When I was young, my family would often travel to a nearby town to visit family friends. As a child, it was not my favorite pastime and I often felt forced to play with the kids in the family which at that age was a chore. However, the father of the family was the big mystery at the time. He was there but not often seen and when, he looked troubled and disheveled. I one day asked my mother what was wrong with him and why he never said hello or ever looked happy, an obvious question for a ten year old boy trying to understand. I asked this question in front of the man’s wife and was met with stony silence and a glare from my mother that could have knocked a wall down! Later, she explained to me that he is suffering from depression and we do not talk openly about that and I was to apologize to to the man’s wife next time we visited them. What this did for me was to instill a feeling that the man was suffering from some zombie-like disorder that would eventually turn him to some kind of serial killer… I was in fear of him. Given that this was the early 70’s, one might think that times have changed and they have to certain extent but the stigma around mental health issues continues unabated, so much so that a recent report from the WHO concluded :
One in four people in the world will be affected by mental or neurological disorders at some point in their lives. Around 450 million people currently suffer from such conditions, placing mental disorders among the leading causes of ill-health and disability worldwide.Treatments are available, but nearly two-thirds of people with a known mental disorder never seek help from a health professional. Stigma, discrimination and neglect prevent care and treatment from reaching people with mental disorders.
That is truly shocking but hardly surprising in a world where mental health issues are seen as a sign of weakness and sufferers are often discriminated against by employers, sometimes family and friends and society in general. Where I live, not many people would admit they they are seeing a therapist or being treated by a health professional for fear of this being revealed. Health insurance companies here often exclude psychotherapy in their policies and increase premiums greatly when it is included and applied for. Often any treatment offered is insufficient in terms of amount of sessions covered to make any real difference. People tend to struggle on, brush it under the carpet or attempt to deal with it in their own way… often with disastrous results.
I am fairly sure that situation exists in other countries too. The message is… it is too complicated and costly to treat mental health issues. Is it then any wonder that people do not seek treatment? I have clients who, when invited for a job interview, have a major concern about whether any issues they have had will need to be revealed or will be found out!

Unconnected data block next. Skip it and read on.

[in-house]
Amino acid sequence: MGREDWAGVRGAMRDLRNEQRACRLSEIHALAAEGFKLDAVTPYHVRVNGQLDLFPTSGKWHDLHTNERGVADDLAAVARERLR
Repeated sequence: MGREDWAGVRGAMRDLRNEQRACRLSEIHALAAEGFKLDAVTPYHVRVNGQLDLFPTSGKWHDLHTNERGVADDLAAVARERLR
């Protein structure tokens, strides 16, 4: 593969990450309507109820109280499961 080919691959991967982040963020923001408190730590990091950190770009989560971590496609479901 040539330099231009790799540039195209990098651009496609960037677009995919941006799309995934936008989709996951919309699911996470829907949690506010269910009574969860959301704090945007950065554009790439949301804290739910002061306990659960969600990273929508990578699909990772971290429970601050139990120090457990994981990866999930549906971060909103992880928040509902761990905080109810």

There are lots of different types of stigma, and overcoming them requires different strategies. In a paper recently published in Psychological Medicine, Sarah Clement and colleagues from King’s College London neatly outline some of the ways in which it can be categorised. It seems to me that when mental health stigma is discussed in the media, we’re mostly talking about either experienced or perceived stigma – in other words, situations in which people have directly experienced unfair treatment, or opinions on the extent to which people in the general public have stigmatising attitudes towards mental illness. But there are other types – including what Clement and colleagues refer to as anticipated stigma (where someone presupposes the way in which they might be perceived or treated), treatment stigma (the perceived implications of seeking or receiving treatment) and internalised stigma (in which you hold stigmatising views about yourself). When celebrities suffer from depression and mental health issues, talk of depression and suicide is near constant in the media. In short, depression is everywhere. Does that mean that it’s easier for someone with depression to talk about it? While talking about depression in the media might help with perceived stigma, it’s not necessarily the case that it will help with other forms.
Stigma and discrimination can also worsen someone’s mental health problems, and delay or impede getting help and treatment, and their recovery. Social isolation, poor housing, unemployment and poverty are all linked to mental ill health. So stigma and discrimination can trap people in a cycle of illness. The situation is often exacerbated by the very media that we talked about in the last paragraph. Media reports often link mental illness with violence, or portray people with mental health problems as dangerous, criminal, evil, or very disabled and unable to live normal, fulfilled lives.
This is far from the case. Most people who experience mental health problems recover fully, or are able to live with and manage them, especially if they get help early on. However, research states that nearly nine out of ten people with mental health problems said that stigma, perceived or otherwise played a major role in the decision-making process concerning treatment and the willingness to seek it.